We now lose sight of him for a season. But great religious events were taking place in Jerusalem. Jesus has died, arisen from the dead, and ascended to heaven. Pentecost has come. The inspiration of the Galilean fishermen, and their works and preaching, is shaking the ancient hierarchy to its foundation. The holy city and the surrounding country are in commotion. A mighty revolution is taking place. Every day it gathers strength and momentum. The scribes and doctors, the priests and elders of the people see themselves about to be set at nought, their power broken and their sanctity and wisdom despised. A man with Saul’s intense religious feeling and strong convictions could not be quiet at such a time. Nor could he see the people becoming obedient to the faith and following such guides as Peter, James, John and Stephen, without having his soul as deeply stirred within him as when he afterwards looked on the idolatry of Athens. His pride, his self-righteousness, his devotion to the law, his love of ritualism, every element of his Phariseeism was shocked and insulted by the new faith. He seemed at length to regard the preaching, praying and miracle working of the disciples, and the believing of the people as an affront personal to himself. His deepest hatred was awakened. From a spectator on the occasion of Stephen’s death we find him next entering private houses and arresting men and women and committing them to prison, and by every means in his power distressing and making havoc of the church.
This was his Phariseeism in full fruitage. It was the natural product of the education he had received and the beliefs he had adopted. Like exclusiveness and self-righteousness will always produce like re sults. Intolerance is its natural off-spring and when ever occasion may arise, it will not scruple at open violence. This has often been illustrated in the history of the people of God. Romish intolerance and persecution of dissenting believers, and Christian intolerance and persecution of the Jews, are but the outgrowth of the Pharisaic spirit. The Christianity of such bigotry is but a dead formalism, as destitute of the spirit of piety and as offensive to God as the dead carcass is destitute of life and offensive to us.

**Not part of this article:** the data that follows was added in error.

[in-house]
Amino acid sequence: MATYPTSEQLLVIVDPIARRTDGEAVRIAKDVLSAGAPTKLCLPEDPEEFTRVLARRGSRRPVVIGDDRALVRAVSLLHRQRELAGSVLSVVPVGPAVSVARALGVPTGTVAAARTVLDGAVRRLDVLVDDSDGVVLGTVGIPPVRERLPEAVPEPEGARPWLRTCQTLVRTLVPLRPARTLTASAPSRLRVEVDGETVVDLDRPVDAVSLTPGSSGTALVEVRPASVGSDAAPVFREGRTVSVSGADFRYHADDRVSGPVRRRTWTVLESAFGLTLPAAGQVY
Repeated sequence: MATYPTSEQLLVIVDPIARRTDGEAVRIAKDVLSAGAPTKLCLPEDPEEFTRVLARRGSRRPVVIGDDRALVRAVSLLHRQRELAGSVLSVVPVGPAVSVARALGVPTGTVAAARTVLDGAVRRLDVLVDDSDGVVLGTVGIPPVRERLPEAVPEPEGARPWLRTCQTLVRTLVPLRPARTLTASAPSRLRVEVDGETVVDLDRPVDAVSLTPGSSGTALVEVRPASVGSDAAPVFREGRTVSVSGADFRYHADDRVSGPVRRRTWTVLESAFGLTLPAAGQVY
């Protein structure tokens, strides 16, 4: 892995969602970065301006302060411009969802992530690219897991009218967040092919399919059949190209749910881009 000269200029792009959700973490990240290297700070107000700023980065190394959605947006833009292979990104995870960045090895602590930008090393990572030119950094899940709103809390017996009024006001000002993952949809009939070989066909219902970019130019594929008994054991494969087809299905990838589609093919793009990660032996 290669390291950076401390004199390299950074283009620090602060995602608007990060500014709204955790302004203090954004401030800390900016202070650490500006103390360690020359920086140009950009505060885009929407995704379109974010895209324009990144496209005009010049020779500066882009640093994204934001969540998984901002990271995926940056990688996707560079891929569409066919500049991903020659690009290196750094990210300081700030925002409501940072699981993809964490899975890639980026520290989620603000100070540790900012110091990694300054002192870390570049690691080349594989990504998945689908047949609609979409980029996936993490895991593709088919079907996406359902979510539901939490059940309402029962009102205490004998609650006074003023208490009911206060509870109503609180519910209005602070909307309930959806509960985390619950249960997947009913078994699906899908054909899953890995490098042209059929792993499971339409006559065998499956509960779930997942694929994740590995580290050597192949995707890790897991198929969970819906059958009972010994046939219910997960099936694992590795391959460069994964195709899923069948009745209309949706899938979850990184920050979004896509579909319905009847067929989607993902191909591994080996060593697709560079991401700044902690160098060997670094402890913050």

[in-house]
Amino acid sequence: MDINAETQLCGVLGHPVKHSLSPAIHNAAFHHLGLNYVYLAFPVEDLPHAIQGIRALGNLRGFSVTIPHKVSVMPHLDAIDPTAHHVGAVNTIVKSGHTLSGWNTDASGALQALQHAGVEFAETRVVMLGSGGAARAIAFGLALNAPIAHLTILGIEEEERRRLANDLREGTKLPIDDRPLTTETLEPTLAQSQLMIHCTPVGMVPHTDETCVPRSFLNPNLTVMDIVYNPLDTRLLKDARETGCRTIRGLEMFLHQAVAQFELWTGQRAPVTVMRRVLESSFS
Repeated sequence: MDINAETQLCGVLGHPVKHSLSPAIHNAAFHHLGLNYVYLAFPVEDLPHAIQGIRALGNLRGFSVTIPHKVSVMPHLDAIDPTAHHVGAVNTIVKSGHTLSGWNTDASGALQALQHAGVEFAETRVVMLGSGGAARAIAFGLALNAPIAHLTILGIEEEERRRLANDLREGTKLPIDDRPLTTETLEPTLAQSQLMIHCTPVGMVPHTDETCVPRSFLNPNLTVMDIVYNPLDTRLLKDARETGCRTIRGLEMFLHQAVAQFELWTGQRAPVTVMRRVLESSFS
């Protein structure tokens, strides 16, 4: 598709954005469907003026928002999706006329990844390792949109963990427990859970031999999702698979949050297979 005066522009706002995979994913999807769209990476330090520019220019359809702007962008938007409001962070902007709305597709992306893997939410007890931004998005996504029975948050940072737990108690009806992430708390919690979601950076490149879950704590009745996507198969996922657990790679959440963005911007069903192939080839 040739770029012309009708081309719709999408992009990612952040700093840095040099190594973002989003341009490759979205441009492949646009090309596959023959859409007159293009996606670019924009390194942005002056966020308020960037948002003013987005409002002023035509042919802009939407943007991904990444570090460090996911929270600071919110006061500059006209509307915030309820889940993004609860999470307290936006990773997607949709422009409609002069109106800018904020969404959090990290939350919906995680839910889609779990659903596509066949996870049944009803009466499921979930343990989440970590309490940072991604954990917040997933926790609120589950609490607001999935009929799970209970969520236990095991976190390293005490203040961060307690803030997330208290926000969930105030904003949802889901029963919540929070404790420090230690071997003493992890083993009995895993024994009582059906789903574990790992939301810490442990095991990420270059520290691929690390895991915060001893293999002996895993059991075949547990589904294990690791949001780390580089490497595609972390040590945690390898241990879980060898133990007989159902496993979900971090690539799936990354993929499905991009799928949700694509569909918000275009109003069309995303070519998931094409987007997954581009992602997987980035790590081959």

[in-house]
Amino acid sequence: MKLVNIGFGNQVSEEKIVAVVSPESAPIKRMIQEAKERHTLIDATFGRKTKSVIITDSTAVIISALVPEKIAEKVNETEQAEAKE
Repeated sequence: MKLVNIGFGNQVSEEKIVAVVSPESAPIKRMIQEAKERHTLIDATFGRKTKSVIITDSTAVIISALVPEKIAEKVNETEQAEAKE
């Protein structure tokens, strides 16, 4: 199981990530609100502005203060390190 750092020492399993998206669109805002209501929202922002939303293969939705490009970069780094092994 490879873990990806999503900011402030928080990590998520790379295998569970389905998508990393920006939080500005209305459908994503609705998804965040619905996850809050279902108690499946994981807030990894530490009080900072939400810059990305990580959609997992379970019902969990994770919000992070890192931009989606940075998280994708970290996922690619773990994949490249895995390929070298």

With respect to Saul’s Phariseeism as thus developed into open hostility to the cause of Christ it must be admitted that it was honest. The Saviour repeatedly characterized the Pharisees as hypocrites, mere pretenders to piety. But while this was true of them as a class, it cannot be doubted that there were sincere and devout individuals among them. Such was Nicodemus, who came to Jesus by night, and who afterwards became his disciple. Such, too, we believe, was Gamaliel, Saul’s instructor. His disinterested intervention in behalf of the church in Jerusalem and his wise counsels mark him as a man of just, upright and elevated spirit. The same was no doubt true of others. With respect to Saul there is not the slightest shadow of an imputation of insincerety or dishonesty resting upon him. The creed of Phariseeism was not with him a merely speculative theory. It was to him the truth of God. His intellect accepted it and endorsed it, his yearning heart received and loved it; his life consistently illustrated it. In the practice of its precepts and the observance of its ritualism, and in pushing it to the extreme of persecuting the fol lowers of Jesus, he verily believed that he was doing God service and would thereby win a place in heaven.
It is not surprising that it was such a vital force within him. Strongly “rooted and grounded” in his intellect, it touched, quickened and energized his moral sensibilities and moved and controlled his will. It leavened the entire man. He was its incarnation. His life was an accurate and comprehensive exposition of its spirit and principles. He tells us that as touching the righteousness of the law he was blameless. There had been no wilful neglect of any duty or demand of the law so far as outward observance was concerned. Every injunction and every prohibition, moral and ceremonial, as he understood it, had been faithfully observed. How potential must have been his faith, and how comprehensive and complete his obedience. Phariseeism had done its utmost; Saul is the highest expression and the best product of its moral and spiritual power.
But the very best that Phariseeism could do falls far short of the soul’s deliverance from sin and ultimate safety. “I say unto you, That except your righteousness shall exceed the righteousness of the Scribes and Pharisees, ye shall in no case enter into the kingdom of heaven.” The most perfect Pharisee is outside the kingdom, and if he never gets beyond Phariseeism he is lost forever.
Sincerity is not salvation. Saul followed the convictions of both judgment and conscience. Yet he afterwards learned that he was terribly wrong. A man may be perfectly sincere in believing a lie. It is truth, not falsehood, that saves. The God of truth could never put such honor on falsehood.
Faith is not salvation. Saul believed a great deal of truth, revealed truth. He believed it heartily and practiced it conscientiously. But it was not saving truth. He had a mighty faith, as his devotion proved. But he refused to believe, and hated and persecuted those who did believe, the only truth that can save the sinner.
Morality is not salvation. “All these (commandments) have I kept from my youth up,” said the young man. “One thing thou lackest,” replied the Master. “Touching the righteousness which is in the law, blameless,” is Saul’s record. No external obedience could be more complete, no life from a legal standpoint could be more irreproachable. Yet as he looks back upon that life in after years, he calls himself the chief of sinners and is filled with wonder at the grace that could forgive and save him. All his morality he counted but loss.